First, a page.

Blood Arrow (The Forest Hood #1) Read Online Lela Grayce, Eryn Brooks

Categories Genre: Fantasy/Sci-fi, Romance Tags Authors: , Series: Eryn Brooks
Series: The Forest Hood Series by Lela Grayce

Total pages in book: 71
Estimated words: 64507 (not accurate)
Estimated Reading Time in minutes: 323(@200wpm)___ 258(@250wpm)___ 215(@300wpm)

There’s safety in the forest.

Arrow of Loxley isn’t the simpering lady of court she pretends to be. Since her father left to fight in the war, the facade is one she must abide by while she, and her cousin Will, are wards of the King.
Yet, finally, peace talks have begun between King Rusalko and King Graeme. As a sign of good faith, twelve ladies from each court will travel to the opposite kingdom to learn their ways and join their society.
Through the trees, Arrow witnesses Bruralians burying the body of her cousin. Little do they know, Will isn’t dead. The fact he survived must remain a secret, or the Bruralians will come for him again. When the matter is disregarded by the King, Arrow takes it upon herself to protect Will.
While a war veteran helps Arrow get her cousin to safety, she discovers there is more to the war than either kingdom let on. Witchcraft. Shapeshifters. Bloody massacres. Violent beasts. The real battle is for the title of Alpha, and wolves lurk in plain sight.
With the truth revealed, Arrow ponders where her loyalties should lie. Questions morph into icy resolve. Now, she will stop at nothing to protect those she cares for… including defying a King or three.


I pulled back the string of my bow, feeling the burn in my muscles and breathed. The air escaped my pursed lips, and with a soft twang, I released. A warm glow filled me as I watched the arrow pierce the target, jutting out of its center—then I reached for another.

This. This is who I am.

Not a simpering court flower, head filled with pretty phrases and perfect decorum. I refused to be relegated to a mere ornament to improve the stature of an epicurean man. The very thought made my blood boil. My next shot hit the outer ring, my anger messing with my aim. Moon Maiden, take it!

Centering myself, I reached for the calm that archery always afforded me and drew again. Twang! The arrow joined the other in the center, and I nodded. Out here, with a bow in my hand, I was complete. The worries and cares of the court didn’t bother me here, unless I wished it. I drew another arrow. Out here, I was the master of my own fate.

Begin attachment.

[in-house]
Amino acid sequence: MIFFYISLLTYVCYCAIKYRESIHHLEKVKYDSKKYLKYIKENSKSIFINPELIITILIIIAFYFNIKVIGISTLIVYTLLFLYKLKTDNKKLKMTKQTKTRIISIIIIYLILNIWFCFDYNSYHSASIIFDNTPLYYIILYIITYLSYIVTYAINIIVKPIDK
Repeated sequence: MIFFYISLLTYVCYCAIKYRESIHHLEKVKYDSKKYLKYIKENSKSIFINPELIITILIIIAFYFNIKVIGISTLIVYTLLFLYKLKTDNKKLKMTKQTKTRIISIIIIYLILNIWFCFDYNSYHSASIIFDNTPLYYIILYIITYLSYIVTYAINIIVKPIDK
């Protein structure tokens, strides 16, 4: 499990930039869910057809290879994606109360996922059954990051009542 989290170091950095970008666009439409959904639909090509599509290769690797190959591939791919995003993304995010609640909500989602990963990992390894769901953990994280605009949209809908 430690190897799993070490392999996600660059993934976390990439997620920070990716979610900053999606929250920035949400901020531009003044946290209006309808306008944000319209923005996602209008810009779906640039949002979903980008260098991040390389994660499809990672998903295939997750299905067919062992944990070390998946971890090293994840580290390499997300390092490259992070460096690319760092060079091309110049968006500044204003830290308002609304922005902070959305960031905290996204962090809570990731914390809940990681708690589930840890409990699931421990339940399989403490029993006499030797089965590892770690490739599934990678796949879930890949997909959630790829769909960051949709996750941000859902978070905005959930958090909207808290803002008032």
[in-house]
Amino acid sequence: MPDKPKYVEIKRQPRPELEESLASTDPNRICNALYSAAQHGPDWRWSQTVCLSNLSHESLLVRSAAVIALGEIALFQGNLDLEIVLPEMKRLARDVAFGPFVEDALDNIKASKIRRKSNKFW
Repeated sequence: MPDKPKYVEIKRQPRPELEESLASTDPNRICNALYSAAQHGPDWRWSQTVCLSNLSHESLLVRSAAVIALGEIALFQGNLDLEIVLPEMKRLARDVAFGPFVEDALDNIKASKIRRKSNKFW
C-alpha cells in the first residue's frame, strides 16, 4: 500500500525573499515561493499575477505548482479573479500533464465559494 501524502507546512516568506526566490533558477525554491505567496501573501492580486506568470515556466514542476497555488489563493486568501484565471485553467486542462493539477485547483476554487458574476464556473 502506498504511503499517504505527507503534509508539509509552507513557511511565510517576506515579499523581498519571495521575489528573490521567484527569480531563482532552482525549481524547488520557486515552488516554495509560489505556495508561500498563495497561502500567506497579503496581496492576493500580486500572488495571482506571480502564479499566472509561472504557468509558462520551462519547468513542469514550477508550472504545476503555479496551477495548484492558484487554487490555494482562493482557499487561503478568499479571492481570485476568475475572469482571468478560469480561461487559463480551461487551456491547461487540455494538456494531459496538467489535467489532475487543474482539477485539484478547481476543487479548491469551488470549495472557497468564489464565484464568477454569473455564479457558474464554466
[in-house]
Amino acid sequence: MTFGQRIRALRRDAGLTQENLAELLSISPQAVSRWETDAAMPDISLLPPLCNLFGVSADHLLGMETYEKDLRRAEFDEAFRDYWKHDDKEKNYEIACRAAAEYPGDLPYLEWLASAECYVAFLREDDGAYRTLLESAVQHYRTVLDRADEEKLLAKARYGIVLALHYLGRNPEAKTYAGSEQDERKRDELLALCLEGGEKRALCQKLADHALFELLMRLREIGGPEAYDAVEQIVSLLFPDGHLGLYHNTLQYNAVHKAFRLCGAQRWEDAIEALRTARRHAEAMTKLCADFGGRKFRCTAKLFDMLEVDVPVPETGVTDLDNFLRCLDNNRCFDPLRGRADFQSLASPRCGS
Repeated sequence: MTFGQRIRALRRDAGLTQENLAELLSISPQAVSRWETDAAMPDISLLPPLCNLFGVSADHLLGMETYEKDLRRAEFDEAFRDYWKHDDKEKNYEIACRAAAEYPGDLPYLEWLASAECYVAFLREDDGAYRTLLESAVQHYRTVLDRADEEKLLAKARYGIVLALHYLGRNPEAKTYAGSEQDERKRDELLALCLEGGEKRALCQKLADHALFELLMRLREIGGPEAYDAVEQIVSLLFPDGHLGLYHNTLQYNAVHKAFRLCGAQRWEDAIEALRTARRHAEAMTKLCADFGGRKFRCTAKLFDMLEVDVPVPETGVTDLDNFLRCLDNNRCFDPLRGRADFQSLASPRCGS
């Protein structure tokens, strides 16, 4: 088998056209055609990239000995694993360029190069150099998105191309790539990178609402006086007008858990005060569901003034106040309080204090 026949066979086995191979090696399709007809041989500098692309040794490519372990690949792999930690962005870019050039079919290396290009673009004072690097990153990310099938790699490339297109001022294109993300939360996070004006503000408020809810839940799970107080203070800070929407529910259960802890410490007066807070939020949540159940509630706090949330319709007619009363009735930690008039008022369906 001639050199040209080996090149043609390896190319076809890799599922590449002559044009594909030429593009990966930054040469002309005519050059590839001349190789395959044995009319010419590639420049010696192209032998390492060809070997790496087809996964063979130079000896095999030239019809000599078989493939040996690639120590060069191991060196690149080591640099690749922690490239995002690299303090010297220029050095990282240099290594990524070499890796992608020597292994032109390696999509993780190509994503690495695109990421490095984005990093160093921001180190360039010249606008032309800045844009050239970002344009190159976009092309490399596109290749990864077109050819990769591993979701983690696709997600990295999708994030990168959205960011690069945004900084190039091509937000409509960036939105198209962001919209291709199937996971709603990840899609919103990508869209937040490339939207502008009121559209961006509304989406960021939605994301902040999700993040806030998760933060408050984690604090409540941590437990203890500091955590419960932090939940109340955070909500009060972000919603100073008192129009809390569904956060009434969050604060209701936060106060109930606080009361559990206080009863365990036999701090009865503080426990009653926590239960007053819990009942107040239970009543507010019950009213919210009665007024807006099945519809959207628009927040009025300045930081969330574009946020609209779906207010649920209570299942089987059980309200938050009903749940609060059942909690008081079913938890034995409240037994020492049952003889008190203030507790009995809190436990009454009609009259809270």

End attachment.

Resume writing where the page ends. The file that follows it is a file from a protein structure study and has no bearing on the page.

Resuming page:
I sunk into the serenity that archery afforded me as muscle memory took over my actions. My movements flowed as I transitioned between stances, moving through the practice course I had set up, feeling power flow through me as I struck bullseye after bullseye.

This secluded meadow, outside of the castle walls, held many secrets. My skill with the bow among them. Women, especially women of the court, were to be ‘jewels for the eyes’ and never a weapon. I drew back the string and let the soft twittering of the bird’s seep into my soul. The stress of court life and dealing with snobby elite daughters didn’t allow me much time to escape, so I treasure the time I can get away.

My escapes had been few of late. The war with Brural had made sneaking away more difficult. The guards were vigilant, as if a soldier would suddenly appear to slaughter us all. Though, from the letters I’d received from my father fighting on the front lines, the enemy was repeatedly compared to wild beasts. Violent and thirsty for our countrymen’s blood to wet their blades.

No one knew what really started the war nearly five years ago, but I overheard my father talking to another lord about a village close to the border being overrun by twisted creatures. The village was invaded and wiped out, including the women and children. It had long been rumored that King Rusalko had a witch that was blessed by Aagi the dark singer. It was said that she created creatures from man and animal, then released them on her enemies. The Brural King indulged her, trusting that she would defeat all his enemies. They were just stories. Afterall, we’d been embroiled in war with them for the past five years, so if the King did have a witch, she wasn’t very good.

I finished the course, panting, my adrenaline still high. Deciding I still could practice more, I walked over to the targets and gathered my arrows, placing them back in my quiver.


The call startled me, and I turned to find my cousin, Will, saunter towards me from between the trees as he entered the meadow.

“The King has summoned you to the throne room.”

Here I thought my day had just started to get better. Being called into the King’s presence was rarely a good sign, so I cast my mind back, trying to remember what I could have done to earn a summon from His Majesty. He couldn’t know of the mouse I set loose in Lady Winifred’s closet, could he?